Three years ago, Omari Akil and his brother Hamu Dennis were sitting down for a night of board games. A few hours later, they were making their own. They’re the team behind Rap Godz, a tabletop game about becoming an industry-changing hip hop artist. And just like the characters in their game, the founders of Board Game Brothas are changing their industry too.
Rap Godz was released earlier this year following a successful Kickstarter campaign (it’s currently sold out, and there are no plans for a reprint yet). The two-to-four player game has players take on the role of different emcees, who grow their skills and build street cred by taking over cities, achieving career goals, and earning album plaques. It mixes storytelling and strategy with a bit of trivia, educating players on the history of hip hop as they work to take over the world with their music. It stands out as the only strategy game about the genre.
Instead of taking their game to a publisher, Akil and Dennis decided to form their own company, Board Game Brothas, making them one of just a few Black-owned publishers in the business. The tabletop industry, like so many others, has faced ongoing criticism over its lack of diversity: A 2018 survey showed that nine out of 10 games are designed by white men. Recent anti-racist protests ignited a long-overdue conversation on the shortage of Black voices in the field, with controversies over games like Magic: The Gathering and Cards Against Humanity showing what too many have ignored and what needs to change.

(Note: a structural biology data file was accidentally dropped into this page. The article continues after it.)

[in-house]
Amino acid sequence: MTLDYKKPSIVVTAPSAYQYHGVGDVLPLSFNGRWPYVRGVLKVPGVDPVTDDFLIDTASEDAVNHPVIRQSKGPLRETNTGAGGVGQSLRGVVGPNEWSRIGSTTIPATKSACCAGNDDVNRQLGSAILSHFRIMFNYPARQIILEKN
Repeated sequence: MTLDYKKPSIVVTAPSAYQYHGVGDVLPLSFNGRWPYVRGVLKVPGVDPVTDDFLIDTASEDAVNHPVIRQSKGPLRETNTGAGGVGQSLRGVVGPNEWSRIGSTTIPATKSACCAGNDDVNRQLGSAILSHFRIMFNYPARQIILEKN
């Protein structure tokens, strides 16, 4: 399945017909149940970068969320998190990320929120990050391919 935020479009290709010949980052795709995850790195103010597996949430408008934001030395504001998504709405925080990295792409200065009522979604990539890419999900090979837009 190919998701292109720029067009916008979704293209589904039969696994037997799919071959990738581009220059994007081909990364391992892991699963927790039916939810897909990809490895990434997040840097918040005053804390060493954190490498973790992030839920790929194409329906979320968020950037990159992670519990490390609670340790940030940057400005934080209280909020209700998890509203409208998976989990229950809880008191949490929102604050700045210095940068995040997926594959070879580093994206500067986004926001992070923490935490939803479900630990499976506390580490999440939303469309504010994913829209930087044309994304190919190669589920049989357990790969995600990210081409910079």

In a phone interview, io9 spoke with Akil about how he first got into board games, what made him and Dennis decide to produce Rap Godz independently, and why it’s good that Black Lives Matter has come to the tabletop. Below is an edited, condensed version of our interview.
Beth Elderkin, io9: You grew up playing video games more than board games. What games were you playing growing up?
Omari Akil: Starting out, it was around when the first Nintendo came out. So I think a lot of what I started to enjoy about gaming started there. Some of my favorite games were, obviously the Super Mario series. But I also liked the weirder things, like Dr. Mario. It was a super popular game back then. My gaming evolution is a long path, but I ended up playing—what I really enjoyed were games that are a little bit puzzled-based. My favorite game is Portal.
io9: Were games—video games or board games—a thing in your family, or was that something you kind of got into on your own?
Akil: Oddly enough, it was not a thing in my family. I was not even allowed to play video games until I could pay for them myself. That was kind of the offer-slash-restriction placed on my house. But my brother, who is like 15 years older than me—by the time I wanted to play games, he could afford to buy them on his own. So I kind of sneaked in the backdoor to be able to play games. So, my brother kind of introduced me to games, video games.
io9: You said in a previous interview that watching [Geek & Sundry’s] TableTop first introduced you to board games. Was it kind of like a lightbulb going off? Like, “Oh, people get together and play these games!” What changed for you?
Akil: It was kind of a moment in my life where I was just really trying to make more friends and be more social. Kind of being an introvert and not doing that for a big part of my life, it was like that’s just what I want in my life at the time. And that show, with my love for games, kind of combined was like, “Oh, this is the way I can be more social with people, and it actually looks like a lot of fun.” I was like, yeah, I’ve gotta do this.
io9: How many games do you have right now?